The Republication of “One of the Greatest Sets of Books Ever Produced in America.”

Scholars say The North American Indian may be the greatest set of books in North American publishing history. Unfortunately, because of its cost and scarcity it is often inaccessible to scholars and researchers.
Edward Curtis

An Oasis in the Badlands - Sioux, 1905

The Beginning

In 1973, Christopher Cardozo found himself in a small bookstore on the outskirts of Albuquerque, New Mexico in front of a newly published book on Edward Curtis. Cardozo had just returned to the U.S. after eight months in an isolated Indian village at the ridge of the Sierra Madres in Oaxaca, Mexico. Like Curtis, Cardozo had been photographing, filming, collecting material culture, and recording Native language and music.

Christopher Cardozo

San Andreas Chicahuaxtla, Mexico, 1973

“I had been living with a very isolated Indian group, some of whom had never seen a Caucasian before and many believed they lived on an island,” he said. “As an outsider, I was viewed with great suspicion and was held at knife point and gun point. With no prior knowledge of Curtis, I ended up doing many of the same things he had done nearly a century earlier: with an isolated Indian people who were still living much as they had done for centuries.”

Within two days of seeing the Curtis book, Cardozo discovered an archive of vintage Curtis photographs and immediately went into debt to purchase his first two Curtis, so began Cardozo’s lifelong commitment to the work of Edward Curtis, and also a dream: to republish Curtis’s magnum opus, The North American Indian and make it more affordable and more accessible.

Christopher Cardozo Fine Art

The Frederick Webb Hodge Set of The North American Indian

The 20-volume, 20-portfolio collection took Curtis more than 30 years to create and cost $35 million in 2019 dollars, to produce in book form. Despite working with a team of field researchers who gathered information ahead of him, Curtis still typically clocked more than 100 hours per week on the project and was ultimately hospitalized for nearly two years after its completion due to chronic exhaustion.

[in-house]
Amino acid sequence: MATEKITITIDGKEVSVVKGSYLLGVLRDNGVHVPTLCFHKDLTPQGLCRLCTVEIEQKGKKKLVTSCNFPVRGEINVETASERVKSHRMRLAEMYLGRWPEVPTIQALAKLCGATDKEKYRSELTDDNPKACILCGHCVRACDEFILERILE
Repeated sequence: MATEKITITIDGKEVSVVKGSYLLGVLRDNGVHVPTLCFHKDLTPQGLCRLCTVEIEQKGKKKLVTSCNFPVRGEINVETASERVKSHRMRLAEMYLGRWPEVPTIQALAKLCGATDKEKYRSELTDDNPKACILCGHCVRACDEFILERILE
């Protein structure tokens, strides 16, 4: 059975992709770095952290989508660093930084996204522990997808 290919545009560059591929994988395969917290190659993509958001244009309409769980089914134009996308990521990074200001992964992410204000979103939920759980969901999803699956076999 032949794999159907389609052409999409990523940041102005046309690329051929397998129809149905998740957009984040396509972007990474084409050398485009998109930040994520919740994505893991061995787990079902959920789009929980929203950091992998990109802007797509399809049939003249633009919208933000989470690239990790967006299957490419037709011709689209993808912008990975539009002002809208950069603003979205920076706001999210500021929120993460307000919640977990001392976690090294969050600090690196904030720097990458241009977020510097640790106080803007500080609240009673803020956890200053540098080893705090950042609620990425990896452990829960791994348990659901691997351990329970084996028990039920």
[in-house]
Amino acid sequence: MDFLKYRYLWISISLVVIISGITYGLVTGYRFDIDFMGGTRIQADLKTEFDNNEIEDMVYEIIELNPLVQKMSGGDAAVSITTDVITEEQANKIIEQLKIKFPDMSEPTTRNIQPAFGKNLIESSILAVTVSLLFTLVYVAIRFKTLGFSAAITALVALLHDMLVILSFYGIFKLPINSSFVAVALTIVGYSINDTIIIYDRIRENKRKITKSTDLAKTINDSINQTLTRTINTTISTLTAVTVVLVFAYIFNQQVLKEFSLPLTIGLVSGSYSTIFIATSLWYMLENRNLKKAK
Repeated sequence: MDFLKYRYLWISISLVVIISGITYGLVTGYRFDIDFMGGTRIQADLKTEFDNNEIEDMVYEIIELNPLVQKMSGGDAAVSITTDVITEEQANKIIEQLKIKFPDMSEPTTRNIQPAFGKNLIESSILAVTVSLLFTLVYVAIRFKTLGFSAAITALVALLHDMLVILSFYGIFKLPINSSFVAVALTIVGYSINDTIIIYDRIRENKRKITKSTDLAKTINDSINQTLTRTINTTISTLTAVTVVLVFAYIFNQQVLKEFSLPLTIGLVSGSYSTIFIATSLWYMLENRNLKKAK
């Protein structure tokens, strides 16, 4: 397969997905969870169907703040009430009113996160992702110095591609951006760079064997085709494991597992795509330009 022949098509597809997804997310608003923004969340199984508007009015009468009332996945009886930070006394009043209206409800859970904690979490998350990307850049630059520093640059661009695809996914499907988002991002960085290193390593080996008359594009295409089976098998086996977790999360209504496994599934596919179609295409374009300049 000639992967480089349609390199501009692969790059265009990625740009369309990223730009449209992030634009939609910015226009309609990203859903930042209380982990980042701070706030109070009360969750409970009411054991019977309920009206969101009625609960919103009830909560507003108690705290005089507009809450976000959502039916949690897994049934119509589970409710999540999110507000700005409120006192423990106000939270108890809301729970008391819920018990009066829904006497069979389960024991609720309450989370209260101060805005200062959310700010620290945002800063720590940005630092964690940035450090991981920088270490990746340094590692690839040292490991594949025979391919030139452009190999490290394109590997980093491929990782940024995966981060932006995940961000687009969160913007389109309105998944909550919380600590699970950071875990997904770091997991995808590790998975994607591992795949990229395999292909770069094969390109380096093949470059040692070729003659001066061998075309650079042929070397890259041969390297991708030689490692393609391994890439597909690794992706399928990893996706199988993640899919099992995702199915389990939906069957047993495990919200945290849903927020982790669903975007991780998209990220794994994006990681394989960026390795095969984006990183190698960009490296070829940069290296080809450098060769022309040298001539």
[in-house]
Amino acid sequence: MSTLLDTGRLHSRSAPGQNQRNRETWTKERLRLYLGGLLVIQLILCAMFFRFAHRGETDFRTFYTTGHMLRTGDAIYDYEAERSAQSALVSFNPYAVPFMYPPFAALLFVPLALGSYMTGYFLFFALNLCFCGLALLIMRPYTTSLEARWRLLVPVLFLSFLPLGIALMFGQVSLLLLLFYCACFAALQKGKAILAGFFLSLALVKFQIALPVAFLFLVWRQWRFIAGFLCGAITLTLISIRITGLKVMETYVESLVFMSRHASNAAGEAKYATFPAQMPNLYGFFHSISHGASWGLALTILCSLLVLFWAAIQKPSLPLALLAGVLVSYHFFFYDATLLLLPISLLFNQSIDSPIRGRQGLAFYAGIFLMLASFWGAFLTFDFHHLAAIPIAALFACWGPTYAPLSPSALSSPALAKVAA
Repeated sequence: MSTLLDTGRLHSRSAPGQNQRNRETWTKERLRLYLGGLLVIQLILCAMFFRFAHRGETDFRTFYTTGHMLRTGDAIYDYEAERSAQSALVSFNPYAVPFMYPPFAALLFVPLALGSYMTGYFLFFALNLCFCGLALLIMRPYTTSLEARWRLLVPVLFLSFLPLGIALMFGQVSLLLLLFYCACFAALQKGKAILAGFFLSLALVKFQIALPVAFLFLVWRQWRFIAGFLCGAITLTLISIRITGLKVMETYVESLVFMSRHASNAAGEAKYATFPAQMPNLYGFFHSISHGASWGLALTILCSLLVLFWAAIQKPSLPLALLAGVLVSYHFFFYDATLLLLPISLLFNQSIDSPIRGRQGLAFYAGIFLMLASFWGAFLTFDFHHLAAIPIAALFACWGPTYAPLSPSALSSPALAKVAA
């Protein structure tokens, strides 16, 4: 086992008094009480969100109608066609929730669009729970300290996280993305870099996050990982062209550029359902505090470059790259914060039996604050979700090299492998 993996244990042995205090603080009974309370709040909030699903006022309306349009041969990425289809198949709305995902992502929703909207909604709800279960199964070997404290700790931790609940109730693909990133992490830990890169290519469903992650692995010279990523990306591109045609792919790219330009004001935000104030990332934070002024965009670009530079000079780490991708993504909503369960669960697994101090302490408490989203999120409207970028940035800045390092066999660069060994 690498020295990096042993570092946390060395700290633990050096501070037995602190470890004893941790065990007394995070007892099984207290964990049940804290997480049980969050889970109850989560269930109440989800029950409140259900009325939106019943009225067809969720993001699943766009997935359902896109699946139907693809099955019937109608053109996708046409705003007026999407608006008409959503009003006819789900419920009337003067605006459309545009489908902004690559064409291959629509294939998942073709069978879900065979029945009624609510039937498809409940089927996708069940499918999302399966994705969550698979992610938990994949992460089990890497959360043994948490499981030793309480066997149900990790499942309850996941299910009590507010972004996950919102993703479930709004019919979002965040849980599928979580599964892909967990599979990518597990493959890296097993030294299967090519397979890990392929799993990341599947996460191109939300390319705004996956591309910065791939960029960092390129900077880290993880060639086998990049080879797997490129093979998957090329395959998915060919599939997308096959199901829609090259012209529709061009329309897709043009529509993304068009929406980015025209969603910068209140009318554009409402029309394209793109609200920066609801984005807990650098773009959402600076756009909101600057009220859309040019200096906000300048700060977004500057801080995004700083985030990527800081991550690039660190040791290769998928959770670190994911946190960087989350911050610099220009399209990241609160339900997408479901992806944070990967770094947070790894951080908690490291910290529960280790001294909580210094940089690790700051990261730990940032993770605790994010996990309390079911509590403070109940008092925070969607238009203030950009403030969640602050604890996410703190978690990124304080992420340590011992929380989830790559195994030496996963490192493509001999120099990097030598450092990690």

Edward Curtis

Qahatika Girl, 1907

During the 30 year project, Curtis managed to create more than 40,000 striking images of Native people throughout the American West, Western Canada, and Northern Mexico and, with the help of his editor, Frederick Webb Hodge, wrote more than 2 million words of original ethnographic text along with transcriptions of nature, language, and music.

Some have criticized Curtis for failing to show the effects of cultural genocide and the destruction Native peoples faced from the effects of colonization, but Cardozo argues that the expense of the project—$35 million in today’s dollars—meant it had to appeal to patrons and collectors, most of whom would not have supported it or purchased photographs of “impoverished people shorn of their traditional culture.” Showing the sad state of Native peoples at the turn of the century was never Curtis’s goal at all.

“By 1900, Native Americans were at an extremely low point physically, culturally, and economically,” Cardozo said. “Curtis was interested in showing America who the Indian really was before all of the destruction visited upon them by the forces of colonization.” He wanted to show America an essential vision of who Native Americans really were and how they had lived.

Curtis has also been criticized for producing the The North American Indian for his own financial gain, but nothing could be further from the truth Cardozo says. “His unwavering commitment to his life’s work literally kept him insolvent for 25 years,” he said. “Curtis never drew a paycheck throughout that period, and he eventually lost everything pursuing his dream: his financial well-being, his marriage, his family, his health, and even ownership of his own copyrights. Ultimately, he died in 1952, unknown and impoverished”

Edward Curtis

The Blanket Weaver - Navaho 1904

Today, a complete set of his magnum opus can sell for up to $3 million, and while Curtis is one of the most widely exhibited and collected photographers in history, most people are still unfamiliar with the bulk of his work. This was what Cardozo wanted to rectify when he first dreamed of republishing the set back in 1973. But back then, without digital technology, the republication would have been too difficult and too expensive to even attempt.